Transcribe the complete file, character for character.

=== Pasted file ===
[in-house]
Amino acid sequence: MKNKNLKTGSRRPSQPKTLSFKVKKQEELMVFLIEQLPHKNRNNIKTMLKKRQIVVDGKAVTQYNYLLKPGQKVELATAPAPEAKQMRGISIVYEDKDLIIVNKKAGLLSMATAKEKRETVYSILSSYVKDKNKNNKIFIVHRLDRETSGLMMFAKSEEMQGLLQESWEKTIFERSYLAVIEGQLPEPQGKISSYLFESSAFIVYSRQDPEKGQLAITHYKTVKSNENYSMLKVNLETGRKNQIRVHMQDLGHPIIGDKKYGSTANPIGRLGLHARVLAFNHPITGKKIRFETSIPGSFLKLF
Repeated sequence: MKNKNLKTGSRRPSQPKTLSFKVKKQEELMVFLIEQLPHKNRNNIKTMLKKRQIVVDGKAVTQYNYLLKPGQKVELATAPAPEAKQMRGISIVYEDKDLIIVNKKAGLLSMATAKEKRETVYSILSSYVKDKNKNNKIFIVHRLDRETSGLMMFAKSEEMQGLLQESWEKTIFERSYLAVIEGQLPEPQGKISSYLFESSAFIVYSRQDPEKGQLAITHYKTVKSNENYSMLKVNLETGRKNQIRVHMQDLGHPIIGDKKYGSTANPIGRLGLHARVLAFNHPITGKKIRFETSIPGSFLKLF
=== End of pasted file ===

[in-house]
Amino acid sequence: MKNKNLKTGSRRPSQPKTLSFKVKKQEELMVFLIEQLPHKNRNNIKTMLKKRQIVVDGKAVTQYNYLLKPGQKVELATAPAPEAKQMRGISIVYEDKDLIIVNKKAGLLSMATAKEKRETVYSILSSYVKDKNKNNKIFIVHRLDRETSGLMMFAKSEEMQGLLQESWEKTIFERSYLAVIEGQLPEPQGKISSYLFESSAFIVYSRQDPEKGQLAITHYKTVKSNENYSMLKVNLETGRKNQIRVHMQDLGHPIIGDKKYGSTANPIGRLGLHARVLAFNHPITGKKIRFETSIPGSFLKLF
Repeated sequence: MKNKNLKTGSRRPSQPKTLSFKVKKQEELMVFLIEQLPHKNRNNIKTMLKKRQIVVDGKAVTQYNYLLKPGQKVELATAPAPEAKQMRGISIVYEDKDLIIVNKKAGLLSMATAKEKRETVYSILSSYVKDKNKNNKIFIVHRLDRETSGLMMFAKSEEMQGLLQESWEKTIFERSYLAVIEGQLPEPQGKISSYLFESSAFIVYSRQDPEKGQLAITHYKTVKSNENYSMLKVNLETGRKNQIRVHMQDLGHPIIGDKKYGSTANPIGRLGLHARVLAFNHPITGKKIRFETSIPGSFLKLF